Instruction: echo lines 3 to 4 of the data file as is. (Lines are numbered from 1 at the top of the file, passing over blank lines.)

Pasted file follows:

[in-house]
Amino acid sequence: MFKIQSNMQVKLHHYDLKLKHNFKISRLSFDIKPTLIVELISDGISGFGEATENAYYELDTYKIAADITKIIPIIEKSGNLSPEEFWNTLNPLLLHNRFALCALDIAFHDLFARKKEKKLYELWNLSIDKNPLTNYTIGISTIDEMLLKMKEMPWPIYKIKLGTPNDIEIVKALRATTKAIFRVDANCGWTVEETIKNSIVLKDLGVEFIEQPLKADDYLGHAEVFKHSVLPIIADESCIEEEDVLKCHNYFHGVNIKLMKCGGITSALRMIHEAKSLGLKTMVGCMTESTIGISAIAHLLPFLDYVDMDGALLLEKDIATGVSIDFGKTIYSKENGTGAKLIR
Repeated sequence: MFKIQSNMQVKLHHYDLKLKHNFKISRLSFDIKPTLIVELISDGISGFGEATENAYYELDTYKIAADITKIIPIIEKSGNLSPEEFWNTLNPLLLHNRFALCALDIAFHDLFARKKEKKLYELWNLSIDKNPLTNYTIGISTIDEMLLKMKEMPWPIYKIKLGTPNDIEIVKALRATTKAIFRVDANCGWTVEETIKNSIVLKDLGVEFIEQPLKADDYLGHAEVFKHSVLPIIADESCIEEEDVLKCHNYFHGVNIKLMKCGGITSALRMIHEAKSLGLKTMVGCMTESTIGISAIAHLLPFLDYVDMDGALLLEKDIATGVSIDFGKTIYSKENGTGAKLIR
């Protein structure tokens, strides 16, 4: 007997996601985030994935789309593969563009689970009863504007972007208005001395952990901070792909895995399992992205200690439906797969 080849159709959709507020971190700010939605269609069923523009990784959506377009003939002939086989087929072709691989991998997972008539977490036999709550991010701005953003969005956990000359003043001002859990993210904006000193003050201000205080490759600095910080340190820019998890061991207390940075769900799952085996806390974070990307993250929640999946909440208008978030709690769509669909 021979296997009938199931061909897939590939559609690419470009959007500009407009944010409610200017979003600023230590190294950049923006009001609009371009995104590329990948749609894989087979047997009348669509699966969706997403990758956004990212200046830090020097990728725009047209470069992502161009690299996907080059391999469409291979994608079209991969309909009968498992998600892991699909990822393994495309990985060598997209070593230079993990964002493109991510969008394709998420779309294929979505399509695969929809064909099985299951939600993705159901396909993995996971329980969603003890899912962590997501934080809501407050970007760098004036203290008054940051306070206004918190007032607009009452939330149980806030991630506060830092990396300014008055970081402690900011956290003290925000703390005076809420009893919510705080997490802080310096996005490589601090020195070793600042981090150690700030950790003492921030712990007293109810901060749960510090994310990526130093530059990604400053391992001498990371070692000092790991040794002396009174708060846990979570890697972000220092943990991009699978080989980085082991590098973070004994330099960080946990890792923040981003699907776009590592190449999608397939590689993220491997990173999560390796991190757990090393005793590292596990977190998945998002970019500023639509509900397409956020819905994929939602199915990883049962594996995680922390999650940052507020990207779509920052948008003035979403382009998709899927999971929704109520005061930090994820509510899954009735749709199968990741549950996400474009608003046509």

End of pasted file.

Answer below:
Repeated sequence: MFKIQSNMQVKLHHYDLKLKHNFKISRLSFDIKPTLIVELISDGISGFGEATENAYYELDTYKIAADITKIIPIIEKSGNLSPEEFWNTLNPLLLHNRFALCALDIAFHDLFARKKEKKLYELWNLSIDKNPLTNYTIGISTIDEMLLKMKEMPWPIYKIKLGTPNDIEIVKALRATTKAIFRVDANCGWTVEETIKNSIVLKDLGVEFIEQPLKADDYLGHAEVFKHSVLPIIADESCIEEEDVLKCHNYFHGVNIKLMKCGGITSALRMIHEAKSLGLKTMVGCMTESTIGISAIAHLLPFLDYVDMDGALLLEKDIATGVSIDFGKTIYSKENGTGAKLIR
């Protein structure tokens, strides 16, 4: 007997996601985030994935789309593969563009689970009863504007972007208005001395952990901070792909895995399992992205200690439906797969 080849159709959709507020971190700010939605269609069923523009990784959506377009003939002939086989087929072709691989991998997972008539977490036999709550991010701005953003969005956990000359003043001002859990993210904006000193003050201000205080490759600095910080340190820019998890061991207390940075769900799952085996806390974070990307993250929640999946909440208008978030709690769509669909 021979296997009938199931061909897939590939559609690419470009959007500009407009944010409610200017979003600023230590190294950049923006009001609009371009995104590329990948749609894989087979047997009348669509699966969706997403990758956004990212200046830090020097990728725009047209470069992502161009690299996907080059391999469409291979994608079209991969309909009968498992998600892991699909990822393994495309990985060598997209070593230079993990964002493109991510969008394709998420779309294929979505399509695969929809064909099985299951939600993705159901396909993995996971329980969603003890899912962590997501934080809501407050970007760098004036203290008054940051306070206004918190007032607009009452939330149980806030991630506060830092990396300014008055970081402690900011956290003290925000703390005076809420009893919510705080997490802080310096996005490589601090020195070793600042981090150690700030950790003492921030712990007293109810901060749960510090994310990526130093530059990604400053391992001498990371070692000092790991040794002396009174708060846990979570890697972000220092943990991009699978080989980085082991590098973070004994330099960080946990890792923040981003699907776009590592190449999608397939590689993220491997990173999560390796991190757990090393005793590292596990977190998945998002970019500023639509509900397409956020819905994929939602199915990883049962594996995680922390999650940052507020990207779509920052948008003035979403382009998709899927999971929704109520005061930090994820509510899954009735749709199968990741549950996400474009608003046509």